Mondragon was formed in 1943 when Don Jose Maria created a school that was organized in the form of a cooperative. Over time Mondragon has evolved into a vast network of worker cooperatives functioning in dozens of industries throughout Spain and the world. Mondragon will be the focus of a future post, but for those who want a quick read on its history, click here. Cities across the world are learning from Mondragon as evidenced from this report from the UK on the explosive growth and effectiveness of worker owned collectives in their country. Click here for the report from the UK.
Organizing worker collectives in a systematic way at a local level is not a wildly idealistic, utopian dream. We visited with city administrators in Rochester who, with support from the Democracy Collaborative, are replicating what is being done in Philadelphia and Madison by negotiating with that city’s “anchor institutions”, e.g. hospitals, large supermarket chain, university, etc. While just beginning, they are negotiating with anchor institutions to identify services or products that they need and then incubating work cooperatives to address those needs. It is a start toward that city’s effort to democratize the workplace.
What if a city, say Santa Fe New Mexico, or ABQ or Las Cruces decided that they could/should foster the development of worker cooperatives? Imagine, if those cities worked with local foundations, philanthropists and the state to fund the development of a worker cooperative incubator program, perhaps with the local community college to provide training for students and with key anchor institutions like their hospitals, universities, community colleges, and other industries identifying service and product needs that could be addressed by worker owned cooperatives.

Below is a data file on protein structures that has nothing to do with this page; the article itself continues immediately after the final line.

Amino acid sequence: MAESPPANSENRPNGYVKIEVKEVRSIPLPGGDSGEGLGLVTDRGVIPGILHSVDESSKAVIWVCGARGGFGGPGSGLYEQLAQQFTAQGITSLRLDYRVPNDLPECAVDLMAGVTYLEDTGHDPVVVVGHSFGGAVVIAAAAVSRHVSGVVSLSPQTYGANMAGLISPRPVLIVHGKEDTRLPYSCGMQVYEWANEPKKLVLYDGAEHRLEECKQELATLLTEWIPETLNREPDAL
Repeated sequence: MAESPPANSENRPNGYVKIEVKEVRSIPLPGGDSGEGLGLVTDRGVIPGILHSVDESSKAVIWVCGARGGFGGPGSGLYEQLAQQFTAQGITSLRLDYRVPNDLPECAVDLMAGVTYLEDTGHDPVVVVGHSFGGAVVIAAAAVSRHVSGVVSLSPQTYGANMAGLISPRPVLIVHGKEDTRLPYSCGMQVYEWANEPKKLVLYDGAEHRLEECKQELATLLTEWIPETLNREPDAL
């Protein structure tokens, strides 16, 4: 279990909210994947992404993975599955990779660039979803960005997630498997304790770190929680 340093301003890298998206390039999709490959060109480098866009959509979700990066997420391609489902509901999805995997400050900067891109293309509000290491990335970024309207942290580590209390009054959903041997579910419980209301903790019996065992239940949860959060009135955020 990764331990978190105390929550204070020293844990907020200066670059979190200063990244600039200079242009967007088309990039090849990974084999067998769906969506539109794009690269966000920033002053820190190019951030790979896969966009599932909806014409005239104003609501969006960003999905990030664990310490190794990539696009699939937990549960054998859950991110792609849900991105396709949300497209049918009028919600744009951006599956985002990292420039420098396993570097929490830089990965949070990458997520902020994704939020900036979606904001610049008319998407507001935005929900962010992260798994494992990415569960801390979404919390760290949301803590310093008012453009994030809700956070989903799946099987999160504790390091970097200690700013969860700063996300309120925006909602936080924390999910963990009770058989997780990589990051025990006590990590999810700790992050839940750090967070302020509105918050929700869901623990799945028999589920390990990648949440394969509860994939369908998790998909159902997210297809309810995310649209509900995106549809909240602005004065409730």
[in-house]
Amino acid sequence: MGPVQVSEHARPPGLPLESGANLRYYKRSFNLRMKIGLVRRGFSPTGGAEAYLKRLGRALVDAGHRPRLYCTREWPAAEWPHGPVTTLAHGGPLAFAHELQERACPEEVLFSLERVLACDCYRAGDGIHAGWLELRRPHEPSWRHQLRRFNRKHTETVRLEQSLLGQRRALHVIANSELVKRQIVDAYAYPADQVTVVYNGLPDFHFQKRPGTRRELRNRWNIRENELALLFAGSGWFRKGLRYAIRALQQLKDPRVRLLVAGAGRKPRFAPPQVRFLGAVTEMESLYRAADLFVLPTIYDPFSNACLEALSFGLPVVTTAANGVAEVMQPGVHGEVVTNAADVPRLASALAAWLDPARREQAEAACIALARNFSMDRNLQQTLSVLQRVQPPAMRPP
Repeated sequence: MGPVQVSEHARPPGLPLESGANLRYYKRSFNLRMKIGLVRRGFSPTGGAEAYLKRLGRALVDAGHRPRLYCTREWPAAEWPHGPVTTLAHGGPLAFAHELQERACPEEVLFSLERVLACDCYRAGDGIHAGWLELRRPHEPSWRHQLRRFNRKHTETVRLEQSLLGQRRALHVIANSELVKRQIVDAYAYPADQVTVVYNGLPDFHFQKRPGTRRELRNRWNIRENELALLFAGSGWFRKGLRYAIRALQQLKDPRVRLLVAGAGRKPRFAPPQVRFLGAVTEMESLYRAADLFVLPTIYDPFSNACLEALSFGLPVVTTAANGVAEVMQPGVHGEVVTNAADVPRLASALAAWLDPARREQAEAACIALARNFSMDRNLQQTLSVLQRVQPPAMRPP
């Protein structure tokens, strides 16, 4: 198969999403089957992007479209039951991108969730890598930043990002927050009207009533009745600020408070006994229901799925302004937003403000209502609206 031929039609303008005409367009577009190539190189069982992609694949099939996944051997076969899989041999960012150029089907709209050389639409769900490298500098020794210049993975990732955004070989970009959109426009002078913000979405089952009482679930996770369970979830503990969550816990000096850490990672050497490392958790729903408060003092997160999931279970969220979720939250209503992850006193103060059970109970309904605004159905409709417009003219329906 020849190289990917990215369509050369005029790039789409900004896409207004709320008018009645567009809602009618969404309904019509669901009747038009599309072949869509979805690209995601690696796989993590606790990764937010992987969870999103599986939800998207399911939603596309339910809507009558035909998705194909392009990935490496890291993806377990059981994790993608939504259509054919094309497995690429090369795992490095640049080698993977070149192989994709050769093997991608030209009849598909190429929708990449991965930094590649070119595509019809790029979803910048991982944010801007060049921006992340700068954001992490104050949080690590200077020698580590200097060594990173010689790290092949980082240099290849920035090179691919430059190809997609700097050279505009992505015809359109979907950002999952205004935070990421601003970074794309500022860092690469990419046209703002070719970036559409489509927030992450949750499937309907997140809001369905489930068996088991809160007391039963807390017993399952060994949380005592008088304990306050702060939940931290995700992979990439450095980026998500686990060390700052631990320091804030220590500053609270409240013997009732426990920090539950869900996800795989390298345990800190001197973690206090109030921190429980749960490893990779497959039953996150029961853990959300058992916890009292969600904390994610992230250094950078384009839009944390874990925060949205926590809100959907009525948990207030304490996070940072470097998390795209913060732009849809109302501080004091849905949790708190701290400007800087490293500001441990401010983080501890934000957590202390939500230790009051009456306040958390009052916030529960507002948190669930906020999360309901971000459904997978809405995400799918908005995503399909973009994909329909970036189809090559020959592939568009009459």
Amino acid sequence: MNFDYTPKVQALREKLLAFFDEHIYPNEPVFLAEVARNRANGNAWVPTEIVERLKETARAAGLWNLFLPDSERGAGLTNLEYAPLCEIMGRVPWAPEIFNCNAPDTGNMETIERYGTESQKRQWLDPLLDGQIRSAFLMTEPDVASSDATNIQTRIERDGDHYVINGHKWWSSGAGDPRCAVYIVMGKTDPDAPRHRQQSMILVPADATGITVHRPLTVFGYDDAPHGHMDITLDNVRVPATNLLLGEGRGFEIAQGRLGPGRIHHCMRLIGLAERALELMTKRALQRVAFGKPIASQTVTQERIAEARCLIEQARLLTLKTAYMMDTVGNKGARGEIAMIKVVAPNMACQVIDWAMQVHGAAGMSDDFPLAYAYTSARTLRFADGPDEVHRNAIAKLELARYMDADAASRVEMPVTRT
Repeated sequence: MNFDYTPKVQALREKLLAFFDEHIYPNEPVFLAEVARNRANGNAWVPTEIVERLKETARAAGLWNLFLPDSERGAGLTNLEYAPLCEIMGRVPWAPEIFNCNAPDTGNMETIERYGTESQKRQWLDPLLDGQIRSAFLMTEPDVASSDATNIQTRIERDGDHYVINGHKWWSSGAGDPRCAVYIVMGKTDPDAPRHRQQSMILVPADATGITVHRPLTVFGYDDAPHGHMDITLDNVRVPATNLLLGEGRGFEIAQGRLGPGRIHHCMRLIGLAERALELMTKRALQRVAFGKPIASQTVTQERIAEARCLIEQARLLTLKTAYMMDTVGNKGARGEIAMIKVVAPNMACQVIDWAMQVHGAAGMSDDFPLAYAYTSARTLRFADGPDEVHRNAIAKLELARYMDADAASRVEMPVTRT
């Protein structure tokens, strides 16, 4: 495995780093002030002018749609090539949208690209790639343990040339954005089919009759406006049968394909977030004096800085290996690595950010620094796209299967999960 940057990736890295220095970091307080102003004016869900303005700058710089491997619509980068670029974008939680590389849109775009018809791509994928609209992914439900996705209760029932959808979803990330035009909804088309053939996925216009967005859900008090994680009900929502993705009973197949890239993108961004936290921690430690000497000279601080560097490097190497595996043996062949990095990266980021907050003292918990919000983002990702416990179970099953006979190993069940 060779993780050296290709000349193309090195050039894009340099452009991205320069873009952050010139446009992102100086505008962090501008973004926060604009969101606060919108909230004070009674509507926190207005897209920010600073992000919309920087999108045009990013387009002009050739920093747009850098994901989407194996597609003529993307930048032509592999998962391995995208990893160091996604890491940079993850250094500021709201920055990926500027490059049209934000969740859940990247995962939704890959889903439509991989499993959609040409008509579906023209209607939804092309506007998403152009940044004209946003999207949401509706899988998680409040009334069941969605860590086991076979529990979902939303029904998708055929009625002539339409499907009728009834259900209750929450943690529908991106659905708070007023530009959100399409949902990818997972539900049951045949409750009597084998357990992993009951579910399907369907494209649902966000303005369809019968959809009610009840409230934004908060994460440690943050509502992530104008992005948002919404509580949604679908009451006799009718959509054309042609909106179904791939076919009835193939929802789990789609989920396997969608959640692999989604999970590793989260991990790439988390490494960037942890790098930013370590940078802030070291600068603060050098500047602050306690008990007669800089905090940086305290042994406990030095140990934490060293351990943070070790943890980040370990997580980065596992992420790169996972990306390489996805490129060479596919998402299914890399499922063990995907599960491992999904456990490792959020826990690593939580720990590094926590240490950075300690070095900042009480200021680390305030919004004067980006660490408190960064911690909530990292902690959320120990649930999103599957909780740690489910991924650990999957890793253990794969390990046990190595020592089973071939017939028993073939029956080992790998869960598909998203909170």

Worker cooperatives are just one of several equity-focused initiatives that Roxanne and I have explored on our Road Trip. Our learning from meetings with leadership who have advanced worker cooperatives has been augmented by time spent reading about Mondragon and other efforts to democratize the work place and to create local participatory democratic structures such as found in Spain through the Municipality movement (or En Comu). Look for more on this, but if you want to whet your appetite, we are providing podcasts from The Next System Project that describe a wide variety of cooperative, democratic and socialist initiatives.
The Next System Project has a website with over 20 podcasts on a variety of issues. Click here to get to that site. To amplify on what is presented above, we provide a link to one of those podcasts, an interview with Esteban Kelly. Esteban is the executive director of the US Federation of Worker Cooperatives. He is a co-founder of the cross-sector Philadelphia Area Cooperative Alliance and the Anti-Oppression Resource & Training Alliance, also known as AORTA. He has served on numerous boards and is deeply involved in the solidarity economy and cooperative movements. Click here to listen to the podcast. The transcript to the interview appears with the interview itself.
Roxanne and Paul